06/22/2015 03:22 pm ET | Updated Jun 22, 2016

As we continue to consider the prospect for global water resources, we need first to make a major adjustment to how we measure the water we use, how we value it, and how we allocate it (and to whom) for what purpose.

That is a huge undertaking given the fact that we have fundamentally taken water for granted and used it, while certainly knowing its essential need, with little restriction. Recently, I was visiting a friend at his new small farm in the high desert region of Oregon in a beautiful, distinctive micro-climate both wet and dry and bordered by picturesque mountain views. There were flat fields with large watering systems everywhere. At one point, he turned on pumps and began to let water collected in a pond and drawn from wells on his 40 acres flow without purpose into the adjacent river. As a member of a local irrigation association, he was allocated a certain volume annually to use--or lose. This water was being deliberately wasted. All agreed this behavior was absurd, and all realized that the historical attitudes and structures for water management in this locale were obsolete and inadequate to the changing circumstance. This problem exists worldwide, suddenly now in places where water supply has seemed secure, but long extant in places distant and poor and dry where the inhabitants have been living on marginal water for centuries.

What is required is a complete overhaul of water inventory and use measurement in a new green economy. In 2012, the United Nations Environment Program (UNEP) issued an invaluable Report by a Sustainable Water Management Working Group, "Measuring Water Use in a Green Economy", that addresses the need and opportunities for change to water concepts and frameworks, data collection and access, and methodologies for quantifying water use and environmental impacts through such tools as water registers, accounting, scarcity indicators, use assessments, corporate monitoring, and stewardship techniques.

The Report describes the present situation of a world economy based on a global ecosystem reliant on unrestricted natural capital to provide material inputs for production, then consumed, leaving the system to absorb the waste outputs and continue with no consideration of sustainable supply, growing demand, pollution, or enhanced efficiency or conservation as part of the process.

The UNEP Report then envisions "a green economy" incorporating natural capital and ecosystem services, sustained and resilient, with a more efficient economy of manufacturers and financial capital, and human well-being, social and human capital, with enhanced social equity and fair distribution of use and burden. What follows, despite the jargon of such reports, is a very new and very sensible way of understanding water as a "service" - water cycling as a supportive service, water flow control, purification, and waste treatment as a regulating service, and water for plants, fish, and organisms grown in or around the ecosystem as a provisioning service - all measured, monetized, and distributed within a very different set of social considerations and resultant actions.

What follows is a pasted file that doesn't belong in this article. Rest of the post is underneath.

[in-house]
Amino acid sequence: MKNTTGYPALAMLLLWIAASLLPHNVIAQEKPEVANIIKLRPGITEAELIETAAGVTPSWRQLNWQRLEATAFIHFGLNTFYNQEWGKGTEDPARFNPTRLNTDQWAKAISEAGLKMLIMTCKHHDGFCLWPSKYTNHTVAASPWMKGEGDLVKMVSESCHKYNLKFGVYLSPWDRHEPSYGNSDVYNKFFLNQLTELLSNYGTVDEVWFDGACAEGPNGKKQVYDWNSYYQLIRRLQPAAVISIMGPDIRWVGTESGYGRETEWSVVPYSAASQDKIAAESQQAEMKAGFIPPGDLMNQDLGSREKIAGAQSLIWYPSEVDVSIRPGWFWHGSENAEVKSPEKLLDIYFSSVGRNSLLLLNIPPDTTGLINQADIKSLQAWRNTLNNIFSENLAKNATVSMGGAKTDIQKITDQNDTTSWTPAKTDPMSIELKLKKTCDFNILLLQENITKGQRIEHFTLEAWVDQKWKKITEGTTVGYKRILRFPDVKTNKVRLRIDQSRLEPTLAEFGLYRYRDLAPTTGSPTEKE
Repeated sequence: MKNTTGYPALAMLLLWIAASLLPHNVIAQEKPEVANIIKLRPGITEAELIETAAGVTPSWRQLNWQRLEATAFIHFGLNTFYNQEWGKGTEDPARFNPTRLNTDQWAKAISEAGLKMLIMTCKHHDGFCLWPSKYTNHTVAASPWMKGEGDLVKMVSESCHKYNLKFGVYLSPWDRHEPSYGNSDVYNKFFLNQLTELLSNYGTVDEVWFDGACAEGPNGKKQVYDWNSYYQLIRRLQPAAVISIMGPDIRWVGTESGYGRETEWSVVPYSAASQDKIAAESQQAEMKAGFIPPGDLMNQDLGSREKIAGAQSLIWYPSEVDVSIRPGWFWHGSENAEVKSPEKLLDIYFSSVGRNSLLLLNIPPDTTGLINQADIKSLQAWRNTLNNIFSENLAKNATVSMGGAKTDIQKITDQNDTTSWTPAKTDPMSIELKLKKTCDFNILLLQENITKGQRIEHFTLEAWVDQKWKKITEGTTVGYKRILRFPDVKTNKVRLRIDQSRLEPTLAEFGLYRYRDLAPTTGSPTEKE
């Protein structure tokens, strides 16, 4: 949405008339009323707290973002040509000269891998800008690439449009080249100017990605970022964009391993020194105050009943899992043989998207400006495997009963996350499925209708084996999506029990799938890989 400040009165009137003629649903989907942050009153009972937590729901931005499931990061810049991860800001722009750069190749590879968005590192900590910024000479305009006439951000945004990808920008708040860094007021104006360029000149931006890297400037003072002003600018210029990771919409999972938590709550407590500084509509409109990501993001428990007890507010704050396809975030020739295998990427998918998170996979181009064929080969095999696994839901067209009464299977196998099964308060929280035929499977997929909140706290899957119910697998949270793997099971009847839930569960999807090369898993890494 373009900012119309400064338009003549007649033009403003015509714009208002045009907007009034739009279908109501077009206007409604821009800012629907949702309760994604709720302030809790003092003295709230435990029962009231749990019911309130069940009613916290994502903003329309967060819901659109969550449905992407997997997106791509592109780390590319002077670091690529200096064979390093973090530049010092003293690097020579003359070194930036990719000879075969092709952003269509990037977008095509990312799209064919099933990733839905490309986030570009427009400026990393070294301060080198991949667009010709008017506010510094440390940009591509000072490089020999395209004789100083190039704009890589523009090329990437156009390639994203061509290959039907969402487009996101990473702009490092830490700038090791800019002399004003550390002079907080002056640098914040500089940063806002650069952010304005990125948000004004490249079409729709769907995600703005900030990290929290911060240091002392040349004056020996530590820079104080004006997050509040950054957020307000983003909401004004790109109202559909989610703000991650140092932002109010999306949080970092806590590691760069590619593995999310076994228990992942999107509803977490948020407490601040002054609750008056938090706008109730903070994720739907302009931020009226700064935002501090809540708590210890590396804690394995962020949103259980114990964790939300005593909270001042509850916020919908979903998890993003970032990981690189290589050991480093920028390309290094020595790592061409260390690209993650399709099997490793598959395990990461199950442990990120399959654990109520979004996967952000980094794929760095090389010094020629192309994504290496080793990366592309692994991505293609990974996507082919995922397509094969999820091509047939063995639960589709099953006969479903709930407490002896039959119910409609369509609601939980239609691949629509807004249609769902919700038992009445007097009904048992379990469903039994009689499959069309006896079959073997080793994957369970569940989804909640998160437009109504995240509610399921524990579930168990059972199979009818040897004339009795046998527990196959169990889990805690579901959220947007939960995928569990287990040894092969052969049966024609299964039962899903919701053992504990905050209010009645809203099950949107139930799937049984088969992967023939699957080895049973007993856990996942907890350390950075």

The Report contains some existing, effective examples of present day best practice. For measuring water use, it cites the Jordan Water Information System, a body of data that depicts water use patterns, reveals physical water flows, provides analyses of indirect water consumption and collateral demand, and suggests ways to integrate and economize on national supply and future needs. A second example focuses on Singapore, a city of 4.4 million, that despite ample rainfall and aquifers, has been challenged by the consumption requirements of both its growing population and its emergence as a major global manufacturing economy. The key to its success has been made possible by a Public Utilities Board that currently manages the entire water cycle of Singapore - to include sewage, protection and expansion of water sources, storm-water management, desalination, demand management, pricing, community-driven programs, catchment management, and public education and outreach, leading to waste water treatment and reuse on an unprecedented scale. The board also administers electricity and gas, applying similar systems and values.

This integrated holistic approach is devoutly to be wished, not always necessarily as a mammoth centralized system, but certainly as an attitude and approach that pervades water and ocean management at every level of government planning, management, and implementation. What is required is a willingness and commitment by individuals, institutions, corporations, and administrative agencies to define a "water mark," a design impressed into our very being that will guide us as citizens to the balance of water use - how much, for what, at what cost, for whom - that is essential for our future.